Andrew Peters - American Variations

Published Wednesday 30th May 2018
Andrew Peters - American Variations
Andrew Peters - American Variations

STYLE: Classical
RATING 8 8 8 8 8 8 8 8
OUR PRODUCT CODE: 170617-27287
LABEL: Regent REGCD508
FORMAT: CD Album
ITEMS: 1

Reviewed by Steven Whitehead

My review of this enjoyable collection has to start with my usual caveat: while it is well played there is little explicit Christian content so if that is what you are looking for then you will be disappointed. However organ buffs will be delighted to hear this large four-manual, 60-rank, organ, built by the Schantz firm in 1965 and restored by them in 2012, being put through its paces in this wide-ranging survey of American organ music from the late 19th century to the present day. In addition to well-known extrovert works in variation form by Percy Buck ("The Star Spangled Banner") and Charles Ives ("America") which frame the recital there are lesser-known works in a wide variety of styles, including some first recordings. Aaron Copland is represented by John Fesperman's masterful transcription for organ of his monumental "Passacaglia" for solo piano. The remainder of the works are originals for solo organ and provide a fascinating survey into the breadth and quality of recent writing for the organ in the USA, played on an authentic American organ. Emma Lou Diemer's "Four Excerpts From Folk Hymn Sketches For Organ" and Barbara Harbach's "Fantasy And Fugue On Swing Low, Sweet Chariot" are the closest we get to "Church music", for want of a better description, but there is nothing in this recital that is not worth hearing. Organist and conductor Andrew Peters serves as organist and minister of music at Second Presbyterian Church in Saint Louis. At the church he directs the choral groups and hand-bell choir, plays the recently restored organ and oversees the church's Couts Music Series as artistic director. He plays with the Saint Louis Symphony as ensemble organist and is assistant conductor of the Metropolitan Orchestra of Saint Louis.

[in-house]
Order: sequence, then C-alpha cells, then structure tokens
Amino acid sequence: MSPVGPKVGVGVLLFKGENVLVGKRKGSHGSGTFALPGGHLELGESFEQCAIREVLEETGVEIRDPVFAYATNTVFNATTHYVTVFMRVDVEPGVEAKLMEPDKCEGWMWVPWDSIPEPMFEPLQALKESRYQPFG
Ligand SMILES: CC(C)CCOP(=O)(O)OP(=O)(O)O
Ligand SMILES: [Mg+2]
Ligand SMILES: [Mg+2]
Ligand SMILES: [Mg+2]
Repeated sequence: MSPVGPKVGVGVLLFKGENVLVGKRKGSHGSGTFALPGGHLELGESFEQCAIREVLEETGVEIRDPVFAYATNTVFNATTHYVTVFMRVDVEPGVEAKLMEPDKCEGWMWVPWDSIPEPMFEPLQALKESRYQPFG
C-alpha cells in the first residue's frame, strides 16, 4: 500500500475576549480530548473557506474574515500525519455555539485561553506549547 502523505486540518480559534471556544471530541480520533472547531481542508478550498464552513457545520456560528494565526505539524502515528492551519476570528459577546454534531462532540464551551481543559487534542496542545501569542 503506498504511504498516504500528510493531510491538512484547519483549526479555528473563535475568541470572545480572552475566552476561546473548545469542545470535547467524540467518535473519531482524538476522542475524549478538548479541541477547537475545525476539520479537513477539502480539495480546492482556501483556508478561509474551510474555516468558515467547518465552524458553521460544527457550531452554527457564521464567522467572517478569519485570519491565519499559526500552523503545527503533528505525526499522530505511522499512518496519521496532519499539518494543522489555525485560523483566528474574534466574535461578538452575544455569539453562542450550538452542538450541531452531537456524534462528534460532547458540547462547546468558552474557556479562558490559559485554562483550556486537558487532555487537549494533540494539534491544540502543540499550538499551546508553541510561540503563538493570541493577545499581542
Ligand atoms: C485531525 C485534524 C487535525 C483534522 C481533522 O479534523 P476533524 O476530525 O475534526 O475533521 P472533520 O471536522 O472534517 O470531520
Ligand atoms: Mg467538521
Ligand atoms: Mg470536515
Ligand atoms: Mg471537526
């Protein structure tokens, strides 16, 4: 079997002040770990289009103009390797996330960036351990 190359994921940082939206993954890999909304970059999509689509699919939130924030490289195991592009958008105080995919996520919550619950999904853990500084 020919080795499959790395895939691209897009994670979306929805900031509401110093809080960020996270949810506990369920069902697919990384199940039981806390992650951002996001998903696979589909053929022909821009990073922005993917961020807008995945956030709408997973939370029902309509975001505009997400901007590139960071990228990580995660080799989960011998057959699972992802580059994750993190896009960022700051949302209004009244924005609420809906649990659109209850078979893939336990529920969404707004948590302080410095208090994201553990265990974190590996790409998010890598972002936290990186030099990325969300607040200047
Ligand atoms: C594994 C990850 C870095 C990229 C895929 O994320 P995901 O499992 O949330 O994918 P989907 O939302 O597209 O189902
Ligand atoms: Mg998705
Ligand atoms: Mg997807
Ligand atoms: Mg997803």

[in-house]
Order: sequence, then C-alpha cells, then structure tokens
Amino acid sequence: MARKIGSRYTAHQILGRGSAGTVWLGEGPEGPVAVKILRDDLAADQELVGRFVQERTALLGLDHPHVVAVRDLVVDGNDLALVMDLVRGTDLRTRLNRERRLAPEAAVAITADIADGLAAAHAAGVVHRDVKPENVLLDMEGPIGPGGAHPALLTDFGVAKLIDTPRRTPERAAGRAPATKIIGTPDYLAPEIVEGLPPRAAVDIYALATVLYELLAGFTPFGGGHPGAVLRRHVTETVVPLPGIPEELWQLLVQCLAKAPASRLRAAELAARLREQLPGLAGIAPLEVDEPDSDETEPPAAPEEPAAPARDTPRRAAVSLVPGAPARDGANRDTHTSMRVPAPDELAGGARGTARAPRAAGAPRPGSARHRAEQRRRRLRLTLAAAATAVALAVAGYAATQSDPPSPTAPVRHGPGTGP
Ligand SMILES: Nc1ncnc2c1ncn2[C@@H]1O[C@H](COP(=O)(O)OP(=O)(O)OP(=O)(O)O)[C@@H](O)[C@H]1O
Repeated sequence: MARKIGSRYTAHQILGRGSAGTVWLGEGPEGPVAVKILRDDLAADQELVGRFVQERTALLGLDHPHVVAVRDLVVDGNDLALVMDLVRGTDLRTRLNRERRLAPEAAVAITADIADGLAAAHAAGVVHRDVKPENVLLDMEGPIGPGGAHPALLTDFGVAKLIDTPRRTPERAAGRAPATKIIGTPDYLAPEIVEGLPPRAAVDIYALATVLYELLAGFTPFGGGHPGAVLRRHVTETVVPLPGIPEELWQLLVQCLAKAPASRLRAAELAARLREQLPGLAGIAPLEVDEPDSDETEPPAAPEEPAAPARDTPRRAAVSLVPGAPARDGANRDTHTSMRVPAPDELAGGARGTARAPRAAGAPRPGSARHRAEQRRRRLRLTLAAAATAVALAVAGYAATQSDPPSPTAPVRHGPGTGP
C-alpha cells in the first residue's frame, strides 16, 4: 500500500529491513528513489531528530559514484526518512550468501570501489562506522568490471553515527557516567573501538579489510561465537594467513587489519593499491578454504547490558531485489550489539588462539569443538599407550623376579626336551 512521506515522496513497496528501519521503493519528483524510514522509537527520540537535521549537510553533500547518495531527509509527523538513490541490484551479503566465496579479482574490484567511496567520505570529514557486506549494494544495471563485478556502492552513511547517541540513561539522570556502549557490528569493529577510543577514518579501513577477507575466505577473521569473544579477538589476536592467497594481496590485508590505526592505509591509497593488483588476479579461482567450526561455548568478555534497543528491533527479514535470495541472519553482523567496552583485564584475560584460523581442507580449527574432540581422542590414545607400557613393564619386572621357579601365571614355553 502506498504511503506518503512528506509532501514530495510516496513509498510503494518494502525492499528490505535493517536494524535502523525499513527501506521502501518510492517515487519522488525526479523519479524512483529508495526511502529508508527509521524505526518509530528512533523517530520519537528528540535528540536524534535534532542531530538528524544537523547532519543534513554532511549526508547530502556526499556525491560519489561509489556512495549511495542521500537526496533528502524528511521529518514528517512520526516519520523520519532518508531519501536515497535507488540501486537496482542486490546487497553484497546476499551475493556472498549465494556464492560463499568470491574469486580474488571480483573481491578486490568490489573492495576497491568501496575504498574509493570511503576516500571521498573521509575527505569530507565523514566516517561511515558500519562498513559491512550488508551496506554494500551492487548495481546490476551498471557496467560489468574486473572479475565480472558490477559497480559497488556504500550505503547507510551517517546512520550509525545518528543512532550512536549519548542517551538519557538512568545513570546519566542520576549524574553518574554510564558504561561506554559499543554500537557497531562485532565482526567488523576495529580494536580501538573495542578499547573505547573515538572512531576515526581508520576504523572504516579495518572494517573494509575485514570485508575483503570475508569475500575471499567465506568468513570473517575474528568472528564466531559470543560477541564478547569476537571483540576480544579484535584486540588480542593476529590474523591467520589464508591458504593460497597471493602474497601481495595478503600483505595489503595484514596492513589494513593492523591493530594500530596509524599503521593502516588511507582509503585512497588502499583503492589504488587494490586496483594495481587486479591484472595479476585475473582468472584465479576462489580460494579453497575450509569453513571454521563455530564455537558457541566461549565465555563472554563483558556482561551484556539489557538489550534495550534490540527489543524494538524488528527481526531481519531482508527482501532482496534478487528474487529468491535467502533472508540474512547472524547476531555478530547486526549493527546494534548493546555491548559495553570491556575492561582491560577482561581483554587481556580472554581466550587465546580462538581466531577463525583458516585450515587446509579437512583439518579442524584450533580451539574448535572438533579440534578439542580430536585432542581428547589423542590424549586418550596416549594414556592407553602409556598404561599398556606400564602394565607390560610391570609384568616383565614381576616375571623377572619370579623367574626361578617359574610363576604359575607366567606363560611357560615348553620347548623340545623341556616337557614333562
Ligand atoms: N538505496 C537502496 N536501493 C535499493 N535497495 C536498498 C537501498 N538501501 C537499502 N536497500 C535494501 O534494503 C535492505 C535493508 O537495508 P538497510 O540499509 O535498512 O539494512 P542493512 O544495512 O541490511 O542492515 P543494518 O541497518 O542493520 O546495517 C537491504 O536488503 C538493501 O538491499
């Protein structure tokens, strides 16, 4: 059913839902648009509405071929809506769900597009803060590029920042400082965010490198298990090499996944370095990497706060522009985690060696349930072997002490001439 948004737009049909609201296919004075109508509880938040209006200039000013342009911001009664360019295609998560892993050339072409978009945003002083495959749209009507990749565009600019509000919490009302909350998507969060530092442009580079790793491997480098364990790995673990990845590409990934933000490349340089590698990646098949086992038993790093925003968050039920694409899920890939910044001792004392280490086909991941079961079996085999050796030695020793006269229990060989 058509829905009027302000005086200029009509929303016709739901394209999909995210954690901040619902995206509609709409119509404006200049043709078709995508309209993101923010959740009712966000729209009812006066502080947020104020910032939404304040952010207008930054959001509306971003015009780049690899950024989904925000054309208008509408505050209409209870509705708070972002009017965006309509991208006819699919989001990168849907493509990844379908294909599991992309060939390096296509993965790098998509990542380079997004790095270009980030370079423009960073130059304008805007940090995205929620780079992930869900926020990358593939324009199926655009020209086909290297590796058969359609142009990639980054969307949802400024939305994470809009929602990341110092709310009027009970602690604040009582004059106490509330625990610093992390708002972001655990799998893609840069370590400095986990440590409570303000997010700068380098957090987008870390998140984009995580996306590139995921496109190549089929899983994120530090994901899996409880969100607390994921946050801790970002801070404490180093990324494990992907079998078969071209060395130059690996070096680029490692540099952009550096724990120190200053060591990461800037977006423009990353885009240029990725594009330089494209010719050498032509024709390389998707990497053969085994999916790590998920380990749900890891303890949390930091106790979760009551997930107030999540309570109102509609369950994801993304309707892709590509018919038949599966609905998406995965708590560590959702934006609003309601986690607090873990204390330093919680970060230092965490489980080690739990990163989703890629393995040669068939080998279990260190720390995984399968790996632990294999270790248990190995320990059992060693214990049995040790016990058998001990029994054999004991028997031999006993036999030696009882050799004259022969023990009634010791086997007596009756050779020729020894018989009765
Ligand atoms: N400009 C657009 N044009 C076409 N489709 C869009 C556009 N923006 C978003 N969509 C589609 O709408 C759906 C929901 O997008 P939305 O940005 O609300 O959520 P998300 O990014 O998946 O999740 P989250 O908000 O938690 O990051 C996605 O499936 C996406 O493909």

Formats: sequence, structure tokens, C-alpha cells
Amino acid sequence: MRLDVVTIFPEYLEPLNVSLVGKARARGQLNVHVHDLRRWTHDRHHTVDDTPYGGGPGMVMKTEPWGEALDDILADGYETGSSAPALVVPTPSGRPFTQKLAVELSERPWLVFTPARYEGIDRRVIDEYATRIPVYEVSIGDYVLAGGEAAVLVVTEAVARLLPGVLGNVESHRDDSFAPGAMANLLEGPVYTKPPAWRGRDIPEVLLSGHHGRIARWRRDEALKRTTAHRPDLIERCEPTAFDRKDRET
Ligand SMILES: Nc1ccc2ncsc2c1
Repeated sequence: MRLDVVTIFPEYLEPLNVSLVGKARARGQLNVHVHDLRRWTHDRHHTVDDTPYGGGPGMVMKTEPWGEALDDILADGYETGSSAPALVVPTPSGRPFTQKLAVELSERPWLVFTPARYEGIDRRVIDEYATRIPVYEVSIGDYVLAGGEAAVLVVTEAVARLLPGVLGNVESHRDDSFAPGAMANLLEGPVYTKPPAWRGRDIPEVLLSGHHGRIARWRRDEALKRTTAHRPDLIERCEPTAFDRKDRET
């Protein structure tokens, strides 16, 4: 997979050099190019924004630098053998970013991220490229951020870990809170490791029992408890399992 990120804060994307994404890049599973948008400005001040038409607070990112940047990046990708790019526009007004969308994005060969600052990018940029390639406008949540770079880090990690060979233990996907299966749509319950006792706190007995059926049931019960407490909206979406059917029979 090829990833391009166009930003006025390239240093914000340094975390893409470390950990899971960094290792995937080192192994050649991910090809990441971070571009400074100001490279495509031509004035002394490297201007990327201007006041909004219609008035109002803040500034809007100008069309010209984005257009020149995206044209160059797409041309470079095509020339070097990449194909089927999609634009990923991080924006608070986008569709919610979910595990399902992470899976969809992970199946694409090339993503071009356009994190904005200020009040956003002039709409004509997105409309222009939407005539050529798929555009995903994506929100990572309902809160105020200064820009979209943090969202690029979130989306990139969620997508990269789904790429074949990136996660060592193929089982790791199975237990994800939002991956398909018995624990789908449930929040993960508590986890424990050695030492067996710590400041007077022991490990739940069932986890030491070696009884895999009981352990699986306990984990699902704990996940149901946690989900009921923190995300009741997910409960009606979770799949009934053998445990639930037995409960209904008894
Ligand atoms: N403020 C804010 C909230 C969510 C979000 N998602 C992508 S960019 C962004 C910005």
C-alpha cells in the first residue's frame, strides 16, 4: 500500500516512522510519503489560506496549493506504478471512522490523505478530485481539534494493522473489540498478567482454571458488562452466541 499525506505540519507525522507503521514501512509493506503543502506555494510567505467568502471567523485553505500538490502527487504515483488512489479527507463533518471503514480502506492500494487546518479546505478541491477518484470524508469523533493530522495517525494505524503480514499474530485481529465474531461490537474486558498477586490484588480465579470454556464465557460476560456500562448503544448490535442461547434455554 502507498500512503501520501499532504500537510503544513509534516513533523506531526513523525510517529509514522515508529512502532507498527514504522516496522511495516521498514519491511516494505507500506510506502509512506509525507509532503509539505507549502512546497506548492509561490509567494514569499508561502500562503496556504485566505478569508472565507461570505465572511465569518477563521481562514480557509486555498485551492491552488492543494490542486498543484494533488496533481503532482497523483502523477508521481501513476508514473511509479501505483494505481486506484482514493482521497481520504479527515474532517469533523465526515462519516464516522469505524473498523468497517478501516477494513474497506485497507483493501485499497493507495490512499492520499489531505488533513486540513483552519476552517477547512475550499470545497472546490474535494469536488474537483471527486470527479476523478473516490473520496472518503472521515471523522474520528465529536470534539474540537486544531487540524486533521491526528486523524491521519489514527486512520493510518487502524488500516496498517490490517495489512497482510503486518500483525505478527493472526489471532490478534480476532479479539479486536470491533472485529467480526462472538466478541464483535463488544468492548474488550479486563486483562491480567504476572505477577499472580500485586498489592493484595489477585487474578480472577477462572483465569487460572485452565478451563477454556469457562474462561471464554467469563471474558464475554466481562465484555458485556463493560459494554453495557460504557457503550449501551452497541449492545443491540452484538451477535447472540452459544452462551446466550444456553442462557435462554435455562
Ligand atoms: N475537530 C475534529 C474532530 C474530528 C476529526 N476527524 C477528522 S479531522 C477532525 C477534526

The opinions expressed in this article are not necessarily those held by Cross Rhythms. Any expressed views were accurate at the time of publishing but may or may not reflect the views of the individuals concerned at a later date.

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